County school system meets AYP goals, Superintendent disputes Luverne score

Published 9:26 am Thursday, August 16, 2012

The Alabama State Department of Education released its annual Adequate Yearly Progress results last week, and officially, Highland Home and Brantley were the only two schools that made AYP.

However, Superintendent Randy Wilkes said that Luverne also made AYP, but an error is causing the result to show otherwise.

“We made AYP across the board,” Wilkes said.

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Highland Home met 21 of 21 goals, and Brantley met 17 of 17 goals.

Luverne met 22 of 23 goals (95.65 percent), with the only deficient goal coming in the area of special education.

Wilkes said that the results are dependent on the 2010-2011 graduation rate of special education students, and the state department has Luverne listed at a zero percent graduation rate.

“That’s an error,” Wilkes said. “You’ve got to be at 90 percent in that category, and we have 91 percent.”

Wilkes said that special education students have been documented throughout their years at the school, and many of those students earned a diploma.

“We’ve contacted the state and made an inquiry,” said Wilkes, who has been working to get the report corrected since the results were released to educators. “The bottom line is that Luverne made AYP.”

Once a school misses AYP for two years in a row, it enters School Improvement, which allows parents to transfer their child to another school in the system not in SI through school choice.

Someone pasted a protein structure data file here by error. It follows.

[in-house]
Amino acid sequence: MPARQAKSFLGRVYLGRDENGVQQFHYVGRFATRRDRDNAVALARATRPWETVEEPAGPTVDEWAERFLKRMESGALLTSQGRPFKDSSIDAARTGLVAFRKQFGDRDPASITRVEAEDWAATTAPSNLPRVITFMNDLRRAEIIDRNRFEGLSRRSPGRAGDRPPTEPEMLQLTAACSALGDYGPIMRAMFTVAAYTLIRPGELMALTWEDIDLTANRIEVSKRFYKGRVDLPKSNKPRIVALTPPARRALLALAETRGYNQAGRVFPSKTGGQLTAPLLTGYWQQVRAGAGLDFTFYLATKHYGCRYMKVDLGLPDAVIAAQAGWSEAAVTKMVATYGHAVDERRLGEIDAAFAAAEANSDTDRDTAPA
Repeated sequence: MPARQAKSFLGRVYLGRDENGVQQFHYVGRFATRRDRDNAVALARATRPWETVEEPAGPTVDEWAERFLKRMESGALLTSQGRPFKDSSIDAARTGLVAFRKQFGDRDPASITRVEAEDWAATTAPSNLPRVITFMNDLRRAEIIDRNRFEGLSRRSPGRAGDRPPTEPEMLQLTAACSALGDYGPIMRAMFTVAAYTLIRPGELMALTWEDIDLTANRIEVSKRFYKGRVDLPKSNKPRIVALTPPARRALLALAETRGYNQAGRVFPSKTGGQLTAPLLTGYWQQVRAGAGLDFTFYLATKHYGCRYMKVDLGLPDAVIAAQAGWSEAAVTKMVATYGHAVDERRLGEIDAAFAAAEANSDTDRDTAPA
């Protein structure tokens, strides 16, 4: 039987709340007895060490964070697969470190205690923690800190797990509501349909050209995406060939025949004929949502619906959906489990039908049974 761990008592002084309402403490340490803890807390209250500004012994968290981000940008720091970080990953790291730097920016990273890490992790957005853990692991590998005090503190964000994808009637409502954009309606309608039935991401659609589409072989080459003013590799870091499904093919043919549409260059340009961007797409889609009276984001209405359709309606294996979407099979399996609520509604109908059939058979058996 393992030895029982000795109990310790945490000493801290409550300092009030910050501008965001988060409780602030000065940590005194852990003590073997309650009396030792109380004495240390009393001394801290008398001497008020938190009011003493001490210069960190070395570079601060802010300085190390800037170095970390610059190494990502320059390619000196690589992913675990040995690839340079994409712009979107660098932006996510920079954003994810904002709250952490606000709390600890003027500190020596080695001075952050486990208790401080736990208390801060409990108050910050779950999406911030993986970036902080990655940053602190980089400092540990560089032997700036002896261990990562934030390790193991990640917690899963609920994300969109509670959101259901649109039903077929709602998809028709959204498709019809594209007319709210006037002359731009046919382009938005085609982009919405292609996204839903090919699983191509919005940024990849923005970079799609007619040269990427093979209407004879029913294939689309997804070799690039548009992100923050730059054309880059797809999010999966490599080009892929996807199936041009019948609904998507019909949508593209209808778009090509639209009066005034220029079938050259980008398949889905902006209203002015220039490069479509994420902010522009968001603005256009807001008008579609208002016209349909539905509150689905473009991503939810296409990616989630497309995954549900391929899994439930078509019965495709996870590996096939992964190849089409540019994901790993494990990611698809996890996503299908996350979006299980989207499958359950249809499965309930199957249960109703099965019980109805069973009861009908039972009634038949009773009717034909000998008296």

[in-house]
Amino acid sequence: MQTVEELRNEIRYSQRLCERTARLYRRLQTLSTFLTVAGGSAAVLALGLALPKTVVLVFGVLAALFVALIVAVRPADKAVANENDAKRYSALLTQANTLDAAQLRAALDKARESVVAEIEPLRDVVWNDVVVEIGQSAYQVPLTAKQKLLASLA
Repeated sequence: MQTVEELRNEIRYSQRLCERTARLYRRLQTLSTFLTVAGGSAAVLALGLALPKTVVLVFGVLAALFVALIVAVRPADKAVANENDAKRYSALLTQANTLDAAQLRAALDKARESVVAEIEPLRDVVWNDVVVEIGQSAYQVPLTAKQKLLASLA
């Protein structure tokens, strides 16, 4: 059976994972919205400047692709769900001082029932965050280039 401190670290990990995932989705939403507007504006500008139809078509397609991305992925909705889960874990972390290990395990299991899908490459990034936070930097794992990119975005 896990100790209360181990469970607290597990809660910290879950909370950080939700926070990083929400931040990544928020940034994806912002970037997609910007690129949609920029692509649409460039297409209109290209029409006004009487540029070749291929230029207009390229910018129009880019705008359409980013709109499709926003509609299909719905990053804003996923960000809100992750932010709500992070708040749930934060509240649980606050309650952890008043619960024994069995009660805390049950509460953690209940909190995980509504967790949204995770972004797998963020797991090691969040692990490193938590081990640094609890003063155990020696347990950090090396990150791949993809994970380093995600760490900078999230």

Luverne entered SI last year, and even before AYP results were released this year, school choice letters were sent out to parents because it takes two years to get out of SI.

Wilkes said that changes may be on the horizon for that program since the state of Alabama is looking to get out of the No Child Left Behind program.

“If the government accepts the plan the state presents, there will be no sanctions for the upcoming year,” said Wilkes, who added that school choice might become a thing of the past.

No matter what the future holds, Wilkes said he is pleased with the progress the system has made as a whole in the past year.

“Our test scores are higher than ever,” he said. “We met all our goals with the exception of one area, and we’ve got the data to show that we also met that one.”

Individual schools’ AYP results can be viewed online at .